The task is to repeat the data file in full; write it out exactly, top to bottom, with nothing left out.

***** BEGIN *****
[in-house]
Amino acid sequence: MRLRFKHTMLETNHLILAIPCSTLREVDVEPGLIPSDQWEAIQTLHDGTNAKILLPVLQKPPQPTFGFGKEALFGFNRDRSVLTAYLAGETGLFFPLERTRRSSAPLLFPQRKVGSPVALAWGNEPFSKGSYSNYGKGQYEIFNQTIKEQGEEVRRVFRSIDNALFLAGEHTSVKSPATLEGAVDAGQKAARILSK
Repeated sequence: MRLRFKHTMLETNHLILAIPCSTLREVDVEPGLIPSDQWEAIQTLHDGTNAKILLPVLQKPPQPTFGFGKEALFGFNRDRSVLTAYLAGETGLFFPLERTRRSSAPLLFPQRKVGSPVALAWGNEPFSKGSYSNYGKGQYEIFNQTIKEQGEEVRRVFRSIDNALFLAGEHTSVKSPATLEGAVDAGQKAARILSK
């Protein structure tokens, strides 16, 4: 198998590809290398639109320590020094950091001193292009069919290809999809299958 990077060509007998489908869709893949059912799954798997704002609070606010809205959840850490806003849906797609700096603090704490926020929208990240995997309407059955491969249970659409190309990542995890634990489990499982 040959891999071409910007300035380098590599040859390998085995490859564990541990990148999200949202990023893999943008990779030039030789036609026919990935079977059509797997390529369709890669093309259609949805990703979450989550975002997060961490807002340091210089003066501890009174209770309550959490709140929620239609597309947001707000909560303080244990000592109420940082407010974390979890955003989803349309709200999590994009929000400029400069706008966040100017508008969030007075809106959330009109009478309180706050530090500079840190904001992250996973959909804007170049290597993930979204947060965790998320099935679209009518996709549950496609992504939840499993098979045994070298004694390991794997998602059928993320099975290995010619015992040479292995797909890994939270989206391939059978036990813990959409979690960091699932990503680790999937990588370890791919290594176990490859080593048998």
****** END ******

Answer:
[in-house]
Amino acid sequence: MRLRFKHTMLETNHLILAIPCSTLREVDVEPGLIPSDQWEAIQTLHDGTNAKILLPVLQKPPQPTFGFGKEALFGFNRDRSVLTAYLAGETGLFFPLERTRRSSAPLLFPQRKVGSPVALAWGNEPFSKGSYSNYGKGQYEIFNQTIKEQGEEVRRVFRSIDNALFLAGEHTSVKSPATLEGAVDAGQKAARILSK
Repeated sequence: MRLRFKHTMLETNHLILAIPCSTLREVDVEPGLIPSDQWEAIQTLHDGTNAKILLPVLQKPPQPTFGFGKEALFGFNRDRSVLTAYLAGETGLFFPLERTRRSSAPLLFPQRKVGSPVALAWGNEPFSKGSYSNYGKGQYEIFNQTIKEQGEEVRRVFRSIDNALFLAGEHTSVKSPATLEGAVDAGQKAARILSK
């Protein structure tokens, strides 16, 4: 198998590809290398639109320590020094950091001193292009069919290809999809299958 990077060509007998489908869709893949059912799954798997704002609070606010809205959840850490806003849906797609700096603090704490926020929208990240995997309407059955491969249970659409190309990542995890634990489990499982 040959891999071409910007300035380098590599040859390998085995490859564990541990990148999200949202990023893999943008990779030039030789036609026919990935079977059509797997390529369709890669093309259609949805990703979450989550975002997060961490807002340091210089003066501890009174209770309550959490709140929620239609597309947001707000909560303080244990000592109420940082407010974390979890955003989803349309709200999590994009929000400029400069706008966040100017508008969030007075809106959330009109009478309180706050530090500079840190904001992250996973959909804007170049290597993930979204947060965790998320099935679209009518996709549950496609992504939840499993098979045994070298004694390991794997998602059928993320099975290995010619015992040479292995797909890994939270989206391939059978036990813990959409979690960091699932990503680790999937990588370890791919290594176990490859080593048998």